several differentiated segments and design separate offers for each, translating into stronger salesand a stronger position within each market segment. In the following section we discuss whichsegments were targeted and the strategies employed by L‟Oreal with its newly identifiedsegments.L’Oreal targeting and positioning its productsL‟Oreal now targets the young affluent middle class females, especially those with graying hair,and also maintains some effort in targeting the masses. It saw a need to target this new untappedmarket for maximum profits as it not only possessed the purchasing power that masses lacked,but more critically a modernized mentality that made these people more receptive to purchasingL‟Oreals‟ more luxurious and expensive products.. While retaining their core values ofthriftiness, the young middle class were more willing to spend on luxuries and formed the heartof transformation of consumer spending in India.L‟Oreal also target women that sought benefits from using its products. Since there waspreviously no product that solved women‟s hair greying problems, L‟Oreal introducedExcellence: Crème that promised additional benefits apart from just dying of hair. It did notdamage hair like henna or ammonia but even promised to strengthen it. The young middle classfit into this segment well because unlike their older predecessors, who did not mind usingproducts that damaged their hair as long as they were cheap due to monetary problems, thesewomen were more educated and concerned for the need to have healthy beautiful hair, as well asmore equipped with the purchasing power to do so. Cheap harmful products would not appeal tothem as much as high quality L‟Oreal products which justified their higher price with higherbenefits.L‟Oreal has not given up on targeting the lower income masses however. Demand for necessitieshave been increasingly driven by the rural rather than the urban sector, and as of 2008 only 29%of India lived in urban areas. Thus it has introduced new products like „Colour Naturals‟ whichbe used multiple times and cost only $3.10, translating into increased value for the masses.Though difficult to capture, the masses‟ market share formed too large a proportion of the totalmarket share to be ignored, and L‟Oreal maintains some effort in capturing their market share,thus inducing L‟Oreal to introduce products in this sector of the market.„Excellence Crème‟ was marketed as a „luxury purchase‟ and a „high-end niche‟ product,positioning itself as higher quality and made of extensively developed ingredients with additionalbenefits. One of the most innovative and pricey products in Europe then, it was also gentler onthe hair than local products such as henna or ammonia. L‟Oreal hired Ms World in anadvertisement to show that beautiful women use L‟Oreal, thus positioning itself as not just abasic shampoo, but one that made women beautiful. This promise of beauty and benefitspositioned L‟Oreal higher in the market compared to the home brands which positionedthemselves as cheap, value-for-money products which only served the most basic of functions ofhair cleaning.In terms of how L‟Oreal differs from other brands, it employs a “more for more” marketingconcept while home brands used a “less for less” concept. Home brands sought to sell the most
basic shampoos with the lowest quality ingredients in order to offer the lowest prices, whileL‟Oreal justified their high prices by using high quality ingredients. While home brands usedsuch a concept to attract the lower-income masses that only needed bare necessities, L‟Oreal‟sstrategy targeted the more affluent that were more educated and had more disposable income tosplurge on luxury items if they justified their price.There was also a difference in how they captured loyalty. Home brands aimed to garner loyaltyof existing users through brand familiarity as repeated use by generations of Indians would bringabout feelings of trust and dependability. This attracted thrifty housewives who wanted thecheapest products, which translated into loyalty and substantial profits when their children grewup and also continued to use the same brands. L‟Oreal however could not and did not try toestablish brand familiarity in such a short time as it was very new in the market. It thus attemptedto capture the loyalty of a new segment of the market by promising better quality products to therising middle class, hoping they would realise L‟Oreal‟s higher price and better quality justifieda move away from home brands to a new found loyalty in L‟Oreal.Finally, in L‟Oreal‟s attempt to re-enter the lower income market, it differs from home brands byoffering good quality at lower prices instead of the home brands‟ offer of low price and lowquality. While still more expensive than home brands, it was considerably cheaper than its ownup market products but retained much of its quality. This translates to greater value for themasses who might switch to L‟Oreal when they realised the better quality shampoo offered atsimilar prices to the home brands.Corporate Social Responsibility (CSR) also plays a significant role in profitability in manycompanies, describing the relationship between businesses and the larger society surrounding it.It can also redefine the role and obligation of the private business within that society if deemednecessary (Keinert). When L‟Oreal first entered India, beauty education was absent, trainingseemed redundant and hairdressers were well satisfied with cheap local domestic brands (Patel).L‟Oreal realized that its business operations in this case concerned a larger group than itself if itwished to increase profits. L‟Oreal‟s CSR thus began to be driven by the need to include socialconcerns into its business decisions and operations, and it focused on increasing its reputation asthe leading beauty industry amongst the urban Indian middle-class. Since then, they haveenvisioned to differentiate themselves from the rest of its competitors and invested heavily ineducation and training to boost their status in the community.(Patel)L‟Oreal‟s social initiatives can be linked to 3 key areas: Education, Women and Science.Working with Aide ET Action, a non-governmental organization whose aim is to promote accessto education in rural areas, L‟Oreal India launched the program “Beautiful Beginnings” on 7thJuly 2009, an initiative which aimed to train at least 200 unprivileged school drop-out girls everyyear to make them employable. It was even inaugurated by Bollywood actress Aishwarya Rai ,an influential and popular female artist in Bollywood. Her patronage enabled the masses toidentify L‟Oreal more closely to the Indian community, and we believe this had far-reachingeffects on how the masses perceived L‟Oreal as a socially responsible and dependable brand.The initiative was very successful, with more than 200 students graduating within a year, andsome even gainfully employed by L‟Oreal. In January 2009, L‟Oreal, in collaboration withNehru Science Centre (NSC), set up an exhibition “Decoding the Hair” in Mumbai. An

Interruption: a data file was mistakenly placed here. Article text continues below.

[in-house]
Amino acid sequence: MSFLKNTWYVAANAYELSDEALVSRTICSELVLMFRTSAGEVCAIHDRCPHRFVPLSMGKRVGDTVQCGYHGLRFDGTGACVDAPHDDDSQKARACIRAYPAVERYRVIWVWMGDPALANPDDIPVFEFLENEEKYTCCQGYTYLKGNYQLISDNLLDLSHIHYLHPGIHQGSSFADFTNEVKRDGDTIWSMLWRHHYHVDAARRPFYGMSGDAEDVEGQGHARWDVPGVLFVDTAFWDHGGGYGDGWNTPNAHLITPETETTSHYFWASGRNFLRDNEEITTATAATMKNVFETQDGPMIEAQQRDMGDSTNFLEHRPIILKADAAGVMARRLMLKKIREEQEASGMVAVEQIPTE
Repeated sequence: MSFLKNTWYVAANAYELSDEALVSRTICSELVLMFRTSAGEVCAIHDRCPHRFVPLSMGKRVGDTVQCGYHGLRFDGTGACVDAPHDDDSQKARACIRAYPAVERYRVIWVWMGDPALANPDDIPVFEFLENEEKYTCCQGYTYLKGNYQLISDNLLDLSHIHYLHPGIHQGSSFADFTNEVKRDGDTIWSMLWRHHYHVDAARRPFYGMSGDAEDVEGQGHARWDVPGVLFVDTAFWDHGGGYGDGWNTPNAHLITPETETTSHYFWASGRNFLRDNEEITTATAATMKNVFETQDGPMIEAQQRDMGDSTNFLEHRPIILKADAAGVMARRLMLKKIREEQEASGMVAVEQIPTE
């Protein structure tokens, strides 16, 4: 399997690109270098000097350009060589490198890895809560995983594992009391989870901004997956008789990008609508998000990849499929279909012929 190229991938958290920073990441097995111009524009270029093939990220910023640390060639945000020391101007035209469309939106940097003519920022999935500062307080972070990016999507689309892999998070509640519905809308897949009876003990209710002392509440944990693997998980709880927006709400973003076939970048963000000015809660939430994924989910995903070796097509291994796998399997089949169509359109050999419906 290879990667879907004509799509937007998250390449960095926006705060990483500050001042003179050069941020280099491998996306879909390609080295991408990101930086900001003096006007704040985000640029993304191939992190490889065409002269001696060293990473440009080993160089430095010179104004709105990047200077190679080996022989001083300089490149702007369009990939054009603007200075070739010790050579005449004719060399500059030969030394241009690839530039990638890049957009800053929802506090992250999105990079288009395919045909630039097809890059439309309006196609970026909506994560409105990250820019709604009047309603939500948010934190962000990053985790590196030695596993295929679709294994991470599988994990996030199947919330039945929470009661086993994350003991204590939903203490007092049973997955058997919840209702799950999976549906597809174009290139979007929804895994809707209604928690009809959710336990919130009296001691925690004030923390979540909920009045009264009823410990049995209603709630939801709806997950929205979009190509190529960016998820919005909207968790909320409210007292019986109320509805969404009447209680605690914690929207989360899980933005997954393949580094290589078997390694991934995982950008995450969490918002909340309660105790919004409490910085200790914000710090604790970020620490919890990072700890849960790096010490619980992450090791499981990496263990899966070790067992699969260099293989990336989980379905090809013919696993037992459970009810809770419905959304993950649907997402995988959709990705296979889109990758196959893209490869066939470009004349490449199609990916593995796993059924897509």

exhibition that is first of its kind in India, it showcased large magnified sculptures of the hairstrands as well as other games and activities relating to hair care and products. Housed in a well-known exhibition point like NSC and reaching out to schools, college and the corporate sector,L‟Oreal is able to position itself in India as a “true expert in hair care” with its focus on scientificresearch and development. In 1998, L‟Oreal India started the “For Young Women in ScienceScholarships” which awarded Rs 250,000 to 5 esteemed girl students each year from the state ofMaharashtra, to pursue studies in a recognized college or university in India. By sponsoring theseyoung women and their hopes for the future, the programme can increase the role of womenworking in scientific disciplines, empowering them with knowledge.By empowering women with new skills and knowledge, female participation in the labourmarket can be increased, thereby increasing their disposable income and their financialindependence. This translates to a larger pool of urban middle-class females with the purchasingpower for L‟Oreal products and thus a rise in profits for. Most importantly, with these initiatives,L‟Oreal places itself in the light of possessing a genuine sense of responsibility via itscontributions back to the community. Ultimately, this increases their reputation, image andreliability with not just the targeted female urban middle-class, but the rest of India and even theworldQuestionsQ1. Comment on the segments chosen by L‟Oreal and suggest segmentation and positioningstrategies which could help the brand in future.Q2. Does any social responsibility play in L‟Oreal‟s marketing strategy in India?